The COVID-19 pandemic changed life as we know it, especially how we work. Social distancing guidelines forced many businesses to turn to a remote workforce, and after seeing the benefits, many companies are allowing folks to continue to perform their job duties from home. While this arrangement may be convenient, it can sometimes be tough to stay productive when you’re not working in an office setting. To help you out, here are some great, easy and cost effective upgrades you can make today to increase your productivity and improve your home overall.
When you work in the office, you have all of your files in the right drawers and a file room to keep your work in check, so do the same at home. Invest in a file cabinet or put a paper organizer on the wall. Not only will a system of this sort allow you to find what you need, but an organization can also keep you from becoming overly stressed, and you don’t need that when you have deadlines to meet.
In addition to physical storage, also consider your digital workspace. Use apps such as Google Docs and Sheets to keep all of your files in one place. This online storage will also ensure that your paperwork is safe if your computer ever breaks down. There are also many smartphone organizational apps that can help to keep you in check.
Another great idea to stay organized and make your space more office-like is installing a large whiteboard on the wall. This is a place to jot down all of your upcoming tasks and cross them off when they are complete, which can be incredibly satisfying. A large desk calendar can also help in this regard.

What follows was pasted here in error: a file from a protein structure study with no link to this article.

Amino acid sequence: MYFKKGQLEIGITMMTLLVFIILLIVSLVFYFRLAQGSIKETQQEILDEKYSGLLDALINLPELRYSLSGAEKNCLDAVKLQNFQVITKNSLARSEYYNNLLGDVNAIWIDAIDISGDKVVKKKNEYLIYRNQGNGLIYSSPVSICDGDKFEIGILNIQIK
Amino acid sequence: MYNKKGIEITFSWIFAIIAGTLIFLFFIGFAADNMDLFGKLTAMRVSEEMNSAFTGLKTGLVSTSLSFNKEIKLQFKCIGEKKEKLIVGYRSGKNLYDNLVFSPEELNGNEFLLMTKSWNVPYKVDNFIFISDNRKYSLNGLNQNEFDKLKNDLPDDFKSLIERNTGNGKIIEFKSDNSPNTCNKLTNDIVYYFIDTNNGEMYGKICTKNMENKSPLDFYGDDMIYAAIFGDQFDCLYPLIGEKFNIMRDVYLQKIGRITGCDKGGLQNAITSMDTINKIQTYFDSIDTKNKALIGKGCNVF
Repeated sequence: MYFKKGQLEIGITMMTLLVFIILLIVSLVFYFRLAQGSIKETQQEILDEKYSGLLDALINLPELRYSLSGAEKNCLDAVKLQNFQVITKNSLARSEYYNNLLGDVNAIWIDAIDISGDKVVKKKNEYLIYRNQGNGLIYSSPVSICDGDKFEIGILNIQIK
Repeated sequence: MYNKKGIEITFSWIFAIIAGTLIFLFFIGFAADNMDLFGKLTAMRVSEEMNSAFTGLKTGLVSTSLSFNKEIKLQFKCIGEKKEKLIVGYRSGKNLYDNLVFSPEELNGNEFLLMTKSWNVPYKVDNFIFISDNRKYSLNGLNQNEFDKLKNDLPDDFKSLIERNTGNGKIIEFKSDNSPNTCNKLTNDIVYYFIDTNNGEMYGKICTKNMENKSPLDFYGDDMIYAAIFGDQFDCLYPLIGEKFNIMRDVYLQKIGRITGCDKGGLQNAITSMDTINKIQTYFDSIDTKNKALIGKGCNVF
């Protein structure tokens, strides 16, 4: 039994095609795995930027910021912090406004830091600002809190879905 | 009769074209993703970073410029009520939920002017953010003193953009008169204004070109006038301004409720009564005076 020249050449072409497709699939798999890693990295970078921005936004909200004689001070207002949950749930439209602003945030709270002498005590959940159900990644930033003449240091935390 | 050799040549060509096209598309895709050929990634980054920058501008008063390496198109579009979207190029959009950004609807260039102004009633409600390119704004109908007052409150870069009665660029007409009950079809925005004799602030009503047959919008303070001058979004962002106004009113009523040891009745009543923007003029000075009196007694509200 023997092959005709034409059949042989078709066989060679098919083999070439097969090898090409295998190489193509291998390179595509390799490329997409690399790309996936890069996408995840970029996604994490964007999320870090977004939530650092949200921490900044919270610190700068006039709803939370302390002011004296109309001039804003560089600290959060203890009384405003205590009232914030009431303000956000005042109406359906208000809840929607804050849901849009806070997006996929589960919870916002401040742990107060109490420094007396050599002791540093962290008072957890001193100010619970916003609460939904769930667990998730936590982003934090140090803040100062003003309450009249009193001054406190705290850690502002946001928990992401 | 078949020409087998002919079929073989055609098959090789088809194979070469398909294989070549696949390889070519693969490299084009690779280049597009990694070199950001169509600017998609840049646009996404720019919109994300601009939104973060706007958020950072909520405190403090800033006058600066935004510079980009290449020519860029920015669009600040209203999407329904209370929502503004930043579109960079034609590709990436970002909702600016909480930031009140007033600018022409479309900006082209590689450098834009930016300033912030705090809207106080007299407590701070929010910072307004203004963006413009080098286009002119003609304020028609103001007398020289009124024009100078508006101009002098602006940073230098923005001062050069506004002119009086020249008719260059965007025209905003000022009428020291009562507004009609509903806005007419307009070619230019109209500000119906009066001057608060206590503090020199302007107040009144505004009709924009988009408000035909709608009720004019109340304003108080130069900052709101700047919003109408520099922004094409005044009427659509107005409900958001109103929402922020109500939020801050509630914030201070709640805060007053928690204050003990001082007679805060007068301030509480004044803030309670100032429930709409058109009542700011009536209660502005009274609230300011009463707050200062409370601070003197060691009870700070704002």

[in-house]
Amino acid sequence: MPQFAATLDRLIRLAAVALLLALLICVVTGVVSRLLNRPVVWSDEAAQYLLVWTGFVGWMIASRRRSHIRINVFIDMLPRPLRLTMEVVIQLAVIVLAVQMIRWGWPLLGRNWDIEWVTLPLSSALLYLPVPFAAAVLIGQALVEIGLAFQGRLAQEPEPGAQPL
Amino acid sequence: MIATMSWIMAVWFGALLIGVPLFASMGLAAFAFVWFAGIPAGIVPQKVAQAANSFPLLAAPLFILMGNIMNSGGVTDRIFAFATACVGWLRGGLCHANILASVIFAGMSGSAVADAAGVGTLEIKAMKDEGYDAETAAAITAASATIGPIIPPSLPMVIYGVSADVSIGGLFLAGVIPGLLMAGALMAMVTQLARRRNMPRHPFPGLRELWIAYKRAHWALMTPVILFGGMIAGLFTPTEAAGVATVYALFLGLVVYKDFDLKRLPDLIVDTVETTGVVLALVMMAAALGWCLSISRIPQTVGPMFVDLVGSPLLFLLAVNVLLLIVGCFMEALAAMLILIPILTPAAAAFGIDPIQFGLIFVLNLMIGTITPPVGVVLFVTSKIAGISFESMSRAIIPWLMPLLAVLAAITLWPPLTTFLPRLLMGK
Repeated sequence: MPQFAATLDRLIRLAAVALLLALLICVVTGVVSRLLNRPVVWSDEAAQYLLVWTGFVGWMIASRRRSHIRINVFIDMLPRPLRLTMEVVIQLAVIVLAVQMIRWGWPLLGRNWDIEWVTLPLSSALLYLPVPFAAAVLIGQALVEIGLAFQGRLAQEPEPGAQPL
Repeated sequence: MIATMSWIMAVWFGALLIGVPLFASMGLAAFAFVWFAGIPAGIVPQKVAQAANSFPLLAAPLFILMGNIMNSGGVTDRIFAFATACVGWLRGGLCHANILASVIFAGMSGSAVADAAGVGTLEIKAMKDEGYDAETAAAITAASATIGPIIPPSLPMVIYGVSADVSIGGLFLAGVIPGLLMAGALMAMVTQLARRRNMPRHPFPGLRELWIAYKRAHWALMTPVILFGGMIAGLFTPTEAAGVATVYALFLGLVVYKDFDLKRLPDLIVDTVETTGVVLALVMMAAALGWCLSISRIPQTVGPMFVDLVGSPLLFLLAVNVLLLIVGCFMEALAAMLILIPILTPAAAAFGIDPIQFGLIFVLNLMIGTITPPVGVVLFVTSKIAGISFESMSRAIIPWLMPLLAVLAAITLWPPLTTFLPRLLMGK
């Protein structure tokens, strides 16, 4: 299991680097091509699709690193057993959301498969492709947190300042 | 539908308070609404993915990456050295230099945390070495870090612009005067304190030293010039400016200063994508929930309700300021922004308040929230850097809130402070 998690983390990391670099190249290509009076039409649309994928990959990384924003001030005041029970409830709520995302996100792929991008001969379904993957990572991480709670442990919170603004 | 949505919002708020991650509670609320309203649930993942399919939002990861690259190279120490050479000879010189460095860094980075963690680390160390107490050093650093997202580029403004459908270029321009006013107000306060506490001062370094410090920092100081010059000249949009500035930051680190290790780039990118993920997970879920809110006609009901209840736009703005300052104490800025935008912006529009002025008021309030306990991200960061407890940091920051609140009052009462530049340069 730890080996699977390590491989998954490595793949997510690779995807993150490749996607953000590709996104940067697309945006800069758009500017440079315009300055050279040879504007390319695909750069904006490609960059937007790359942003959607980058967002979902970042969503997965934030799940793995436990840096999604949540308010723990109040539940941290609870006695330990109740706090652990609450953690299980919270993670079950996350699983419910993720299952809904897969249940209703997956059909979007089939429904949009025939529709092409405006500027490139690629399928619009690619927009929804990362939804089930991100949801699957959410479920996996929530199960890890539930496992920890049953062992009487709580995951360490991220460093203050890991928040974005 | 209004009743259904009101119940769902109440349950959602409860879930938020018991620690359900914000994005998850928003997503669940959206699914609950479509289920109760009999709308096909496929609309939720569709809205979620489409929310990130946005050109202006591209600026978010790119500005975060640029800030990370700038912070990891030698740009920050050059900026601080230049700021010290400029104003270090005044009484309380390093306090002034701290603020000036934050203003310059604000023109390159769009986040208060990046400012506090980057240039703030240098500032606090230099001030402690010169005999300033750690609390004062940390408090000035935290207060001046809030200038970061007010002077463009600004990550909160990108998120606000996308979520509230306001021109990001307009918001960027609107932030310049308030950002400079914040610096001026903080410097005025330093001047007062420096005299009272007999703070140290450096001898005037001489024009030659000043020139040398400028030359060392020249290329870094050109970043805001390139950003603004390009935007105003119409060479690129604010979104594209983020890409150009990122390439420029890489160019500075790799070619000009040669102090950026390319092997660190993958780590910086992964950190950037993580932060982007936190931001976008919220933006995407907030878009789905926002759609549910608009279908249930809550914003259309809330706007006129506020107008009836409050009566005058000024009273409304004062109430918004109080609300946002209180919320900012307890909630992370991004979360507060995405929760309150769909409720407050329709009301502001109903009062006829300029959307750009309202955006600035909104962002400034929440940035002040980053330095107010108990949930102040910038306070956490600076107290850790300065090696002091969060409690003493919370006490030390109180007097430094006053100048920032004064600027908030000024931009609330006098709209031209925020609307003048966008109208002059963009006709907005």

You may also would like to read: A Guide to Choosing Your Best Work Keyboard and Guide to Building List, Email Marketing Automation and Top 7 Autoresponders.
When you are working from home, you want to create a space that puts you at ease and eliminates stress so you can do your best work. To help, think about upgrading the paint in your workroom with colors that have been shown to reduce anxiety. For instance, green and white are associated with a decrease in stress responses, while blue is also known for its calming properties.
Along with the paint, consider placing some indoor plants around your workspace. Plants have also been connected with stress relief because of the vivid green color and also because we associate green with nature, and plants give us that connection to the natural world that is hard-wired in our brains. Both real and fake plants can provide these benefits.
When you are thinking about making updates to your workspace, think not only about how you will be more productive now but also how particular updates will improve the value of your home if you decide to sell. For instance, many buyers are looking into energy-efficient lighting, so consider switching your light bulbs to LEDs which will help to see your work better and will last longer too. Buyers also like high-quality windows, which will provide vivid, natural light that will save money on electricity during the day.
If you make major upgrades, keep records of the work you do, including before and after photos so you can show buyers the time and money that was put into these upgrades.
It is also a smart idea to think about the furniture in your space and how upgrades can improve productivity and help you stay comfortable during long workdays. For example, if your current office chair doesn’t provide the support you need, then consider a new model with lumbar support that enables you to sit up straight and prevents slouching, which reduces back pain.
This may also be the time to consider a standing desk. This is a great option, as standing improves blood circulation which sends nutrients and oxygen to the brain so you can think more clearly. Also, standing helps keep your energy levels stable so you don’t feel as exhausted so early in the day.
As you can see, there are many ways to improve your workspace to boost productivity and feel better after a long workday. Try a few of these steps, see how you feel, and then tweak from there until you have created the perfect at-home work environment.